You may already have a fine start to the year, with optimism that it is going to be a good one for you. Or, you may be off to a sluggish start.
You have an opportunity to jump-start your year and make it even better. Here are some ways to do that:
• raise your goals a bit higher than they are now
• move your deadlines up (still doable, while stretching yourself)
• hone your balance emotionally, mentally and physically so you are at your best
• find a support network offering skills and encouragement, as you pursue your goals
• make a commitment to balance work and play this year in order to to fuel the energy level you’ll need
• believe in yourself and that you can make this year your best ever
Why not go faster and farther than you originally planned? Give some consideration to jump-starting 2020 as it begins. You can do it!
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Sometimes you stay in place. There can be good reasons for doing so. Staying in place has its advantages. You can take a longer look, make a deeper dive, and think something out. At a certain point, however, you want to get back in motion. Staying in place too long can stagnate your progress.
What’s your level of activity right now? Are you stalled, productively in place or in motion?
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Sometimes, what you would rather not have in your life creeps in without your noticing. Here are some things to take stock of, as we end the year, so that you can release what no longer serves you:
• energy drains
• “dramas” at work that you are better off without
• things you have been procrastinating on that would make your life or work better
• dreams you could be acting on, but are not
• time you may be wasting
• relationships that you are better off ending
• stressors that you are not addressing
How many of these exist for you? Are you ready to quantify them and say “so long” as we end 2019?
Think of a dream you have and how you can make that dream a reality. What can you do “to the max” to get yourself there?
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It’s inevitable; your energy levels go up and down. Have you noticed how low energy levels affect your work? Low energy levels have lots of causes, among them: being tired or sick, being in a situation that is draining your energy, boredom and strong emotions.
Awareness is the first step in dealing with a low energy level. When this occurs, change your expectations of what you can and can’t do. It may be that you have no choice but to raise your energy level for an immediate task that must get done. In that case, develop dependable ways to raise your energy level – perhaps a short nap, a change of scene, getting help or another means. When you can afford to, give yourself the time you need to restore your energy to a high level.
When your energy level is low, you are not at your best. It is in your interest to understand and know how to deal with your changing energy levels.
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A recent article in the New York Times, Productivity Isn’t About Time Management. It’s About Attention Management by Adam Grant makes a good point about productivity. “Being prolific is not about time management. There are a limited number of hours in the day, and focusing on time management just makes us more aware of how many of those hours we waste.” Grant came to a realization that attention management – the art of focusing on getting things done for the right reasons, in the right places and at the right moments – is what matters.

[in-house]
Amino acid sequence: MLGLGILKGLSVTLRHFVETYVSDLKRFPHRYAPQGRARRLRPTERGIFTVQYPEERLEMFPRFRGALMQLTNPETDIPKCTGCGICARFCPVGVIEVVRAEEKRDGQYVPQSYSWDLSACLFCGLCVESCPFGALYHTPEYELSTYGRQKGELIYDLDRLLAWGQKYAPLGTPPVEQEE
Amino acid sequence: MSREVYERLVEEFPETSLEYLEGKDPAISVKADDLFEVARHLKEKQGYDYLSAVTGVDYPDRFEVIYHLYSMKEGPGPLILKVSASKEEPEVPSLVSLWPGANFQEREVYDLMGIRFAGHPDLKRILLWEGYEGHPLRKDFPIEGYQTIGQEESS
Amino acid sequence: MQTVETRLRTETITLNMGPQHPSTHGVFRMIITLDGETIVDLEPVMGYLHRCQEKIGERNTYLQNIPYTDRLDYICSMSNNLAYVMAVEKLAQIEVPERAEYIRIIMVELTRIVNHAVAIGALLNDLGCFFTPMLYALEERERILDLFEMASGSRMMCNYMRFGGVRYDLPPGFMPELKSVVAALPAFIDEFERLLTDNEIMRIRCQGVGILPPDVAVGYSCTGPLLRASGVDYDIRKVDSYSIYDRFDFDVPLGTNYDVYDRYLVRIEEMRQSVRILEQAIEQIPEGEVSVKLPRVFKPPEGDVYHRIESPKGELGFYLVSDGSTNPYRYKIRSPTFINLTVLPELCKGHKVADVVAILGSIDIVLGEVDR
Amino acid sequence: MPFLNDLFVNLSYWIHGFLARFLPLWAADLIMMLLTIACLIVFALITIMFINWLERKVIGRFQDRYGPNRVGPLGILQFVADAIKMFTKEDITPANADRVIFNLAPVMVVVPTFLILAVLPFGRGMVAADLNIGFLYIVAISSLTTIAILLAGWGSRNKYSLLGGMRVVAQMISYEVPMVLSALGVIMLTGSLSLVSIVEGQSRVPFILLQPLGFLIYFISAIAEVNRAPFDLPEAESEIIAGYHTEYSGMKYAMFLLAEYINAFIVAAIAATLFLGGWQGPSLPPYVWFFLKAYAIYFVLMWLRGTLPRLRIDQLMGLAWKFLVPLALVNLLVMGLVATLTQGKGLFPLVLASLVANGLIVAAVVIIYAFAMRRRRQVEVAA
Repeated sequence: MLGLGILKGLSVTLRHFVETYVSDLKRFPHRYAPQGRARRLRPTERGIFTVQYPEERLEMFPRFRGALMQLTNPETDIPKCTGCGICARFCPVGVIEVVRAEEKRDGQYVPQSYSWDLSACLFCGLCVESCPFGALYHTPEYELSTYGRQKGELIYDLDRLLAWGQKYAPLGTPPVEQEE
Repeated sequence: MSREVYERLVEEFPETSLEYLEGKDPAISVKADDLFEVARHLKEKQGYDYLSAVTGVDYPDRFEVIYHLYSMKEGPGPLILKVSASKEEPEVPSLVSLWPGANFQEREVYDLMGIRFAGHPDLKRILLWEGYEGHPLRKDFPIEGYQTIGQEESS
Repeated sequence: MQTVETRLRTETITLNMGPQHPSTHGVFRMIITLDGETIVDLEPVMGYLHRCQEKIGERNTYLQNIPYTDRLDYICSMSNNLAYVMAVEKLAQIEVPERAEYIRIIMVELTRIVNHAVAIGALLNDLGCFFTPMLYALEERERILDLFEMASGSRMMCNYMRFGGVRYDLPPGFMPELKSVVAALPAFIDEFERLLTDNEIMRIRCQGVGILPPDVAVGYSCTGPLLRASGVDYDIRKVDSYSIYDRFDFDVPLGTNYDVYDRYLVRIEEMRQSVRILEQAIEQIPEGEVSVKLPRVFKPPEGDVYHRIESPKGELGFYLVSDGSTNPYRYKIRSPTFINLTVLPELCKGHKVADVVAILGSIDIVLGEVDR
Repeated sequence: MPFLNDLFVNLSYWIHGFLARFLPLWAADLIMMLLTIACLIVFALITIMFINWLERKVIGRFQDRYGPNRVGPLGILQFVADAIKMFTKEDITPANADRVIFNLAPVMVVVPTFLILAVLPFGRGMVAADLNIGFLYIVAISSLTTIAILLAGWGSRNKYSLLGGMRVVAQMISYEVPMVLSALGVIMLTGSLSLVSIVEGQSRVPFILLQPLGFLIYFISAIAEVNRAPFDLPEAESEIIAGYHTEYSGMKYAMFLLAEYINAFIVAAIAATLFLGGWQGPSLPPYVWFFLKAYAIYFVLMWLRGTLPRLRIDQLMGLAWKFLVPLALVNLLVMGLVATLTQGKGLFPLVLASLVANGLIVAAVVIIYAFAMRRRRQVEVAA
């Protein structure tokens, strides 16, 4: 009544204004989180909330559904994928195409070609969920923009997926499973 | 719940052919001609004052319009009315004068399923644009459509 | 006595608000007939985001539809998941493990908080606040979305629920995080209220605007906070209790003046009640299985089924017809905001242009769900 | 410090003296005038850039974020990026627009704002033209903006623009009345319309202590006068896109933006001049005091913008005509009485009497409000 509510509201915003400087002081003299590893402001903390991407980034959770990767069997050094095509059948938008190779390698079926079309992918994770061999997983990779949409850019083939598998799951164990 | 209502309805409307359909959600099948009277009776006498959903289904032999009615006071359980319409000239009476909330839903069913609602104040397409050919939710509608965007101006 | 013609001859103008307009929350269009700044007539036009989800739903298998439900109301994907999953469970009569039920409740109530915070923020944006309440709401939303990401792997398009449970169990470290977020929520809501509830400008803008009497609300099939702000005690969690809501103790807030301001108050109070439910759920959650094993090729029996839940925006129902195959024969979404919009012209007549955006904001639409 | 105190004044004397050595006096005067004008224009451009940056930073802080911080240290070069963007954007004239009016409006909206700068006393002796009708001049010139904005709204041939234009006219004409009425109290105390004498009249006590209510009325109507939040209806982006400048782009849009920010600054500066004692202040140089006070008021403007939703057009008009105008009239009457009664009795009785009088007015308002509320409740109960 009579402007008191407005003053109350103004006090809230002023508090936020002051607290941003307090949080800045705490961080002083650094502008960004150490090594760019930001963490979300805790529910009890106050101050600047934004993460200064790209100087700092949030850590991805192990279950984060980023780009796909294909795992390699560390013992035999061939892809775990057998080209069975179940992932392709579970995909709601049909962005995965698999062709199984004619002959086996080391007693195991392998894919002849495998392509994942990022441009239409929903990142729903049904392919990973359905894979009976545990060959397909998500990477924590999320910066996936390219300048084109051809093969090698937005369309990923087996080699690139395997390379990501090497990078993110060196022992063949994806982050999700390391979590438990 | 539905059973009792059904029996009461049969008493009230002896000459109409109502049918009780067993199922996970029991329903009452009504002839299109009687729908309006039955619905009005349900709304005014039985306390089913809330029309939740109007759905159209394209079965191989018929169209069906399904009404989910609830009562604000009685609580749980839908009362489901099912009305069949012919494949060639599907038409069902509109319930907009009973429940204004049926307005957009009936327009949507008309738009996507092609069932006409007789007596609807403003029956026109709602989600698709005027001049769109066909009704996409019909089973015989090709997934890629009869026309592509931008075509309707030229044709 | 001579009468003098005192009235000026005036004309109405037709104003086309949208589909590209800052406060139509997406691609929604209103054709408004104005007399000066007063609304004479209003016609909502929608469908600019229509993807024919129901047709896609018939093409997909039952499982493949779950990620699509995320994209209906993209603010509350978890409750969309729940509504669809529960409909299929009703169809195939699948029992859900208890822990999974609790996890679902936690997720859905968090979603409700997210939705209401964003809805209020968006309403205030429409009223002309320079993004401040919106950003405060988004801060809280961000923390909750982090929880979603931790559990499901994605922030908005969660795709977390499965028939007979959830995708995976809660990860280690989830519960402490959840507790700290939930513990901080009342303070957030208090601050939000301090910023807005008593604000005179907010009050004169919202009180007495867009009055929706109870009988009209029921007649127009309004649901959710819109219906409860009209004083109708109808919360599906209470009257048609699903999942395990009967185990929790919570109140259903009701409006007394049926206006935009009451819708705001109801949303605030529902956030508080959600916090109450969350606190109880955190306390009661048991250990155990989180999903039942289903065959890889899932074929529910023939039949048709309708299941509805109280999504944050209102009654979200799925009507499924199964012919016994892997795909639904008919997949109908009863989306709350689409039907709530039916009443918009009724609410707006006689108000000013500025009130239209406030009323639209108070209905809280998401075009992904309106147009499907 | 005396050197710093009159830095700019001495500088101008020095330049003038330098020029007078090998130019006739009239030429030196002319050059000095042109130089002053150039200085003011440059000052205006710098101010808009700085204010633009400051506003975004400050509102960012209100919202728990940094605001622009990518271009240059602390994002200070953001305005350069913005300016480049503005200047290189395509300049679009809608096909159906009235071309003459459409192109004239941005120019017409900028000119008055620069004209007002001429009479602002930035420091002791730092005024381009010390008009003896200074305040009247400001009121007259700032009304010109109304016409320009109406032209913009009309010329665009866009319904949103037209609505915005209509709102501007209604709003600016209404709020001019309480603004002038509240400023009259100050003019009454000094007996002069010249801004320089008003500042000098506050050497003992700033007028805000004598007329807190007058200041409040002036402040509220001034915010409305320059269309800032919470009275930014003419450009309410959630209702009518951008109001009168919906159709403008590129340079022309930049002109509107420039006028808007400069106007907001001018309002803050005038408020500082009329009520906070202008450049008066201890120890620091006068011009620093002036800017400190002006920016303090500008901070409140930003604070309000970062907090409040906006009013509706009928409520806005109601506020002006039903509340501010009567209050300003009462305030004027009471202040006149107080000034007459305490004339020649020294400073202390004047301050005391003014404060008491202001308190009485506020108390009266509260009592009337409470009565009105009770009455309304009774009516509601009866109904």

Time management really is an oxymoron. You can’t manage time, you can only manage yourself. Maintaining and cultivating your focus gets you in a zone that is key to your productivity. What are your priorities this week? Get going on them, excluding distractions and non-priorities, and you may find your week is a highly productive one.
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A recent article in Medium Magazine, What I Wish I’d Known as a First-Time Manager, presents advice on being a first-time manager from people who have been there. The focus is personal – on interrelationships, respect and working as a team.
What better way to succeed as a first-time manager then to put some focus on the personal? Skills and talents can be developed over time. Who you are and how you relate with others is a lifetime pursuit.
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What jazzes you and makes you happy? Are those things present in your work life? True, there are some separations that must exist between life and work. However, following a path for your career that includes what makes you happy can bring you significant benefits. Too often, our society sends messages that we are not meant to be happy at work. In reality, being happy with your work leads to productivity, success, purpose and fulfillment.
In my last blog post, I looked at being fully present in the moment, as you face a challenge. There is another useful aspect to being present – you can consciously decide how you will spend each day. Doing this requires your focus – on what is important, your expectations, your commitments and how much time you have.
What if, each morning you ask yourself what you are going to do with the day ahead of you? It could lead to higher productivity, fulfillment and motivation.
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It could be getting enough rest and relaxation or running a marathon. What is wellness for you? To answer this question, look comprehensively at the physical, mental and emotional aspects of your life. Wellness is personal.
What do you need to feel a sense of wellness? It is worth your time to answer this question and make room in your life for the things you identify. Doing this, increases your productivity, fulfillment and happiness. Get on your road to wellness and reap the benefits.
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